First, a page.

Running from February 28, 2014 to March 2, 2014, the Toronto Irish Film Festival showcases some fantastic Irish films and filmmakers. On Saturday, March 1, 2014, the Irish Shorts Program brings audiences a few short slices of Irish life. Animation, documentary, comedy, and even a touch of horror fill the program, with highlights including Two Wheels Good, Breakfast Wine, and The Boys From County Hell.
Two Wheels Good – 9 minutes
This documentary short looks at four senior citizens who have spent their lives traveling the roads of Ireland on their bikes. It keeps them young, but also shows how much freedom can come from two wheels beneath you. Combining scenes of animation with live action, audiences begin to understand just how important a simple bike can be to some people.
Breakfast Wine – 11 minutes
There’s a saying that three alcoholics can keep a small country bar running, but this little Irish bar only has two. Comedy, and a touch of drama, are on tap in this short film, starring Ruth Bradley, Dylan Moran, Pat Shortt and David Pearse. Two dedicated drunks, who wait patiently for the bar to open each morning, have their usual routine altered when a beautiful woman enters their bar. Some good laughs will entertain audiences here.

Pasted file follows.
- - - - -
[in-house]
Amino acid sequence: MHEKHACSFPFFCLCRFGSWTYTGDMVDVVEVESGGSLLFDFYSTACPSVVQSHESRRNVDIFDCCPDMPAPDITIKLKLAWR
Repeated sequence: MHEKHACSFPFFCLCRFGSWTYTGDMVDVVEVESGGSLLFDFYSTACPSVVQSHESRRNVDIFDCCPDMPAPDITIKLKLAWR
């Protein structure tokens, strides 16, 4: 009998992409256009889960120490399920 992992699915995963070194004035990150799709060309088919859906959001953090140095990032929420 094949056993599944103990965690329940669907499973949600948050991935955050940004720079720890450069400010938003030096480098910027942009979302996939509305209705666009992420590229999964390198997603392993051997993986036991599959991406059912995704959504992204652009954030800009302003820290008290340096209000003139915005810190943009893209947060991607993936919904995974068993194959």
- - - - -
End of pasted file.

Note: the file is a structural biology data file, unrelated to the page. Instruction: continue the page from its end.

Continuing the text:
The Boys From County Hell – 17 minutes
Horror fans will find plenty to enjoy with this short film. Two men have been sent out to repair a fence along an isolated road. One of the men plans on leaving for Australia, and isn’t too happy about working near the hills that his father has warned him about all his life. His father also happens to be his boss, and when he demands the men finish the fence properly, just as night is about to fall, the three workers face bigger problems than a busted fence. A few good scares, and a very simple horror story, make this short horror comedy a true highlight of the program.
Other shorts in the program include Fear of Flying, an animated tale about a bird who is afraid to fly south for the winter, The End of the Counter, a documentary short about the changes occurring when the grocery store arrived in Ireland in 1965, and The Tree, a short about two strangers who find themselves at odds over an apple tree.
Is Irish Shorts Program essential festival viewing?
A wide range of styles provides something for everybody. Whether you need a good laugh, a moment to let your imagination soar, or are looking for a few chills, this program has it all. A definite must see.